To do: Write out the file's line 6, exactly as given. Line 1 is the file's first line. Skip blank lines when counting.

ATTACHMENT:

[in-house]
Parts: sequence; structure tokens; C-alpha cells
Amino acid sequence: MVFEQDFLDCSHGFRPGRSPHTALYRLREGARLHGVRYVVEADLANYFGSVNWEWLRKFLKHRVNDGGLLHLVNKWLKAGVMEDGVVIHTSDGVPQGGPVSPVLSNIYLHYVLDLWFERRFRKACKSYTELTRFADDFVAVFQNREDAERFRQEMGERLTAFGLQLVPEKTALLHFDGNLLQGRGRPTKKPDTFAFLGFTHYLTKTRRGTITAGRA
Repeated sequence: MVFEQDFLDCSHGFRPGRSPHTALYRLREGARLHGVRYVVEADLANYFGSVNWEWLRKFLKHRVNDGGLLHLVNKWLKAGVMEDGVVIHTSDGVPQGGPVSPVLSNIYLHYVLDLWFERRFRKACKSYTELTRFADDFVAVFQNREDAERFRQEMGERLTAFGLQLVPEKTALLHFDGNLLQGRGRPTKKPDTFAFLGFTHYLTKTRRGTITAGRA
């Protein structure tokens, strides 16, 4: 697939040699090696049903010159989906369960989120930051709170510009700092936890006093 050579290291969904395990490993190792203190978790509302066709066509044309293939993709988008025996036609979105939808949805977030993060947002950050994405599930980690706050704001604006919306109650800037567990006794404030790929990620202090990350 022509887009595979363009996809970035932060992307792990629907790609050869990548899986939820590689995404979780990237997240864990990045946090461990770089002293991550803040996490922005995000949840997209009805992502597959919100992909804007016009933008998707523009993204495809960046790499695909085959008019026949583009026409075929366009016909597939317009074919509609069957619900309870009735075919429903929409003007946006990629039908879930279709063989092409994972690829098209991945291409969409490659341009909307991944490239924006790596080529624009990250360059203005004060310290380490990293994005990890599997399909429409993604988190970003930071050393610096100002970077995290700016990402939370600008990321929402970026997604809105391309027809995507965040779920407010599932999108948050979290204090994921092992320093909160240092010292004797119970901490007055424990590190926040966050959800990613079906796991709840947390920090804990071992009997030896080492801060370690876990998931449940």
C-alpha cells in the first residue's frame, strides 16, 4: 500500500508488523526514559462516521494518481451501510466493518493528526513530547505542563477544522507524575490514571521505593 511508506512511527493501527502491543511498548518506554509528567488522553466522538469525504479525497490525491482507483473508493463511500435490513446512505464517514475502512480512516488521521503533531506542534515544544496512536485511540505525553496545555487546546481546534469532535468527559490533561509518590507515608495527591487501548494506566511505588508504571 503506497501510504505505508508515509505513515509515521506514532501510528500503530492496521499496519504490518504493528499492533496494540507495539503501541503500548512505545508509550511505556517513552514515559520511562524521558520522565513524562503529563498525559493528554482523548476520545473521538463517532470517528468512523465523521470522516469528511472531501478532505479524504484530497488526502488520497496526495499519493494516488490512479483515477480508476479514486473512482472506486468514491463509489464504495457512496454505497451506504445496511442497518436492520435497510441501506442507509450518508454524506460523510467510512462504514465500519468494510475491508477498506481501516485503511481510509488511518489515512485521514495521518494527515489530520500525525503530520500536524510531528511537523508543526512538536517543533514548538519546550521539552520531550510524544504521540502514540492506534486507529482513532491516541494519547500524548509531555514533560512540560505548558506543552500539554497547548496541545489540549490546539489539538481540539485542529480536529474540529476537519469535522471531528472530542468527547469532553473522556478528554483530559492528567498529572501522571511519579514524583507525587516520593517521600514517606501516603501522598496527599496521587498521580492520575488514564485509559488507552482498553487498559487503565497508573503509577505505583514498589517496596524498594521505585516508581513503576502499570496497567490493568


C-alpha cells in the first residue's frame, strides 16, 4: 500500500508488523526514559462516521494518481451501510466493518493528526513530547505542563477544522507524575490514571521505593 511508506512511527493501527502491543511498548518506554509528567488522553466522538469525504479525497490525491482507483473508493463511500435490513446512505464517514475502512480512516488521521503533531506542534515544544496512536485511540505525553496545555487546546481546534469532535468527559490533561509518590507515608495527591487501548494506566511505588508504571 503506497501510504505505508508515509505513515509515521506514532501510528500503530492496521499496519504490518504493528499492533496494540507495539503501541503500548512505545508509550511505556517513552514515559520511562524521558520522565513524562503529563498525559493528554482523548476520545473521538463517532470517528468512523465523521470522516469528511472531501478532505479524504484530497488526502488520497496526495499519493494516488490512479483515477480508476479514486473512482472506486468514491463509489464504495457512496454505497451506504445496511442497518436492520435497510441501506442507509450518508454524506460523510467510512462504514465500519468494510475491508477498506481501516485503511481510509488511518489515512485521514495521518494527515489530520500525525503530520500536524510531528511537523508543526512538536517543533514548538519546550521539552520531550510524544504521540502514540492506534486507529482513532491516541494519547500524548509531555514533560512540560505548558506543552500539554497547548496541545489540549490546539489539538481540539485542529480536529474540529476537519469535522471531528472530542468527547469532553473522556478528554483530559492528567498529572501522571511519579514524583507525587516520593517521600514517606501516603501522598496527599496521587498521580492520575488514564485509559488507552482498553487498559487503565497508573503509577505505583514498589517496596524498594521505585516508581513503576502499570496497567490493568